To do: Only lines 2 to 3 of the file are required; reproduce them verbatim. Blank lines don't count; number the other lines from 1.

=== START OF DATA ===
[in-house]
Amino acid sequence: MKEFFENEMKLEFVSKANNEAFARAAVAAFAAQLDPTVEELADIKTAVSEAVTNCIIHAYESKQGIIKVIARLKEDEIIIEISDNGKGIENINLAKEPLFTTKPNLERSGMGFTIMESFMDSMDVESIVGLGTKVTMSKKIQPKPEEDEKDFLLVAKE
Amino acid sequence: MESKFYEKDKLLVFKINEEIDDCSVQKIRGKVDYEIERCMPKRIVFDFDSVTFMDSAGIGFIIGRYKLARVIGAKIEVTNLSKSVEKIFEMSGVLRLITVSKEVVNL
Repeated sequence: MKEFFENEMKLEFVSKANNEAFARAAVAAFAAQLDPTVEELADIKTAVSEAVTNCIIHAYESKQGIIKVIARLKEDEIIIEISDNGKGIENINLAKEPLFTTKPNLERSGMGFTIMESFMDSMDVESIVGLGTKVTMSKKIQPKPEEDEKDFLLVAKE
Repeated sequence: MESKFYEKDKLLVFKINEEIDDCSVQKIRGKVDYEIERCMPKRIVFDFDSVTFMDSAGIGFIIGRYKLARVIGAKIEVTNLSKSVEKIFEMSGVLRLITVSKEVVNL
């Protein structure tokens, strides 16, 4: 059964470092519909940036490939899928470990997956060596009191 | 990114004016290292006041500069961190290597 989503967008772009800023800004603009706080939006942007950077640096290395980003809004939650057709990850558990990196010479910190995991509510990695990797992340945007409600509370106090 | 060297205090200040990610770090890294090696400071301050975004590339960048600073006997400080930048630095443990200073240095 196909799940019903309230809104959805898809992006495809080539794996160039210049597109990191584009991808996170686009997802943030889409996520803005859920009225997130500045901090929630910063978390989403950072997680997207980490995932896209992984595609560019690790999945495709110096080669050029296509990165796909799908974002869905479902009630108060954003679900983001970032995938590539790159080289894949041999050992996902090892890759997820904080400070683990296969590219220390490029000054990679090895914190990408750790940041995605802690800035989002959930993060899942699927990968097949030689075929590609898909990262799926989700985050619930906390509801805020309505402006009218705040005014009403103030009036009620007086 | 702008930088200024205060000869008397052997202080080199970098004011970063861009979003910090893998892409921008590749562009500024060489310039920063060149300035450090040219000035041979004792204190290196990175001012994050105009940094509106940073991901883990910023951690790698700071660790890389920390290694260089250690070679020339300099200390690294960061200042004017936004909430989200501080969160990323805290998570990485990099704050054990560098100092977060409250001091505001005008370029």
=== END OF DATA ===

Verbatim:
Amino acid sequence: MKEFFENEMKLEFVSKANNEAFARAAVAAFAAQLDPTVEELADIKTAVSEAVTNCIIHAYESKQGIIKVIARLKEDEIIIEISDNGKGIENINLAKEPLFTTKPNLERSGMGFTIMESFMDSMDVESIVGLGTKVTMSKKIQPKPEEDEKDFLLVAKE
Amino acid sequence: MESKFYEKDKLLVFKINEEIDDCSVQKIRGKVDYEIERCMPKRIVFDFDSVTFMDSAGIGFIIGRYKLARVIGAKIEVTNLSKSVEKIFEMSGVLRLITVSKEVVNL